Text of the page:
In the Press
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Thursday, January 14, 2021Trump is understandably tempted to pardon himself. It won’t work. — A Commentary by William N. Eskridge, Jr. The Washington Post
Wednesday, January 13, 2021I taught Sens. Josh Hawley and Ted Cruz in law school. Clearly they didn't pay attention. — A Commentary by William N. Eskridge, Jr. USA Today
Wednesday, October 28, 2020
Rule of Law Clinic Publishes Guides to Protect Voters From Intimidation
Students from the Peter Gruber Rule of Law Clinic (ROLC) at Yale Law School, in conjunction with Campaign Legal Center (CLC), have published comprehensive guides for key states to protect the rights of voters and prevent voter intimidation ahead of the November 3, 2020 election.
ROLC students developed the guides, which were published on CLC’s DemocracyU website. The guides offer a full range of information on federal and state laws and resources protecting voters from intimidation, including rules on electioneering, polling place conduct, observers, firearms, law enforcement, mask mandates, and similar topics. They also provide examples of illegal tactics, and points of contact if voters experience intimidation. Guides are available for Arizona, Florida, Georgia, Michigan, Nevada, Pennsylvania, and Wisconsin.
“Developing these guides made clear the full range of legal protections provided to voters so that they can cast their ballots without fear,” said Alex Boudreau ’21, a Clinic member. “We hope these guides will prove useful as voters exercise their rights this election cycle, and beyond.”
Read the Guides: Protecting Voters from Intimidation
Concern about voter intimidation is high in advance of the election, given the tense national political environment and threats, rhetoric, and aggressive activity from some political groups and actors. There have already been a number of incidents reported at early voting sites across the country, according to those working on this issue.
However, federal law and laws in every state offer strong protection to voters against intimidation, threats, and harassment, as the guides show. State laws also generally require election officials to maintain a safe and orderly voting environment. The guides are intended to make sure that voters and advocates are aware of the rights and protections provided by law, so that they can exercise their right to vote freely, safely, and privately.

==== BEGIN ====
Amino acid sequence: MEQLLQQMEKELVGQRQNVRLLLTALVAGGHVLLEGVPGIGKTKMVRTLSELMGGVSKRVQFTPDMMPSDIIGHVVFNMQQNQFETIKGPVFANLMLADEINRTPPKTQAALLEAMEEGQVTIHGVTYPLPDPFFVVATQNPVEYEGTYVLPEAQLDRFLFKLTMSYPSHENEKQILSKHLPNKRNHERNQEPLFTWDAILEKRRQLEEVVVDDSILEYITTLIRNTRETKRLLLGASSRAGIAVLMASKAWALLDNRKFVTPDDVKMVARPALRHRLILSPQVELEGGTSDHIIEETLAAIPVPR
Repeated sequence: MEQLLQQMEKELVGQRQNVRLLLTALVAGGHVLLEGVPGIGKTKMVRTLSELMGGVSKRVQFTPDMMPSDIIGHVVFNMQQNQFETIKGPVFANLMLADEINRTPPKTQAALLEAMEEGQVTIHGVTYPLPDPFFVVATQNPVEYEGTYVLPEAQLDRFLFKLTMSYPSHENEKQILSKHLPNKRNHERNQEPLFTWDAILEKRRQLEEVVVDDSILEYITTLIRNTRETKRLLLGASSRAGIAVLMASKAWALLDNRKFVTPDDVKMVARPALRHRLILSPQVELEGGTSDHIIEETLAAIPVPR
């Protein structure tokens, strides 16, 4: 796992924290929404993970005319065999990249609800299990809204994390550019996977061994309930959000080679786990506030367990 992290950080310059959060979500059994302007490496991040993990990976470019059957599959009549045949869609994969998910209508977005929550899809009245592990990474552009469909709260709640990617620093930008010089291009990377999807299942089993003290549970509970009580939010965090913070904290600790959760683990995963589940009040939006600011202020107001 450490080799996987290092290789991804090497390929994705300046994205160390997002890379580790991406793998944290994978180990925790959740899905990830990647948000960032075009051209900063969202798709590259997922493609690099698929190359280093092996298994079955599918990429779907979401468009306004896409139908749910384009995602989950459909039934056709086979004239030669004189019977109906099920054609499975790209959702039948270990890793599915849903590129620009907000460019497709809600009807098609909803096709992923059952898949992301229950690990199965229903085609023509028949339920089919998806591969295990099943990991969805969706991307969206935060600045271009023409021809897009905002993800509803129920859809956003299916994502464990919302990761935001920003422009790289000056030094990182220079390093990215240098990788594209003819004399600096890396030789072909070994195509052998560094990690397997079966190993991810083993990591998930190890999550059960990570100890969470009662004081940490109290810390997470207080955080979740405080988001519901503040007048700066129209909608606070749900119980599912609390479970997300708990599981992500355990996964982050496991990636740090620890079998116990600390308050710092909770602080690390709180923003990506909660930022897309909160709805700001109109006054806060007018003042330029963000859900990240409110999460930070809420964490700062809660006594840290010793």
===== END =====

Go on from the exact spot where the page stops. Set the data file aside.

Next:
“The law is unambiguous: every American has the right to vote free from intimidation and harassment,” said Danielle Lang ’12, Co-Director of Voting Rights & Redistricting at CLC. “As these guides explain, state and local election officials have a duty to ensure a safe environment for voters at the polls.”
Students developed the state-by-state guides in partnership with Lang and CLC. CLC advances democracy through law, fighting for every American’s right to participate in the democratic process. The organization uses tactics such as litigation, policy advocacy, communications and partnerships to win victories that result in a more transparent, accountable and inclusive democracy. CLC’s DemocracyU website provides toolkits and information to voters and community members participating in the democratic process.
Yale Law School students and Rule of Law Clinic members Pirzada Ahmad ’21, Alex Boudreau ’21, Lisa Chen ’21, Kate Hamilton ’22, Laura Pietrantoni ’21, Matthew Quallen ’21, and Georgia Travers ’21 worked on the guides. They were supervised by Lang and Hope Metcalf, Clinical Lecturer in Law and Executive Director of the Orville H. Schell, Jr. Center for International Human Rights.
The Yale Law School Peter Gruber Rule of Law Clinic addresses issues of national security, antidiscrimination, climate change, and democracy through litigation, policy advocacy, and strategic planning.
For additional information, please contact Alex Boudreau at firstname.lastname@example.org.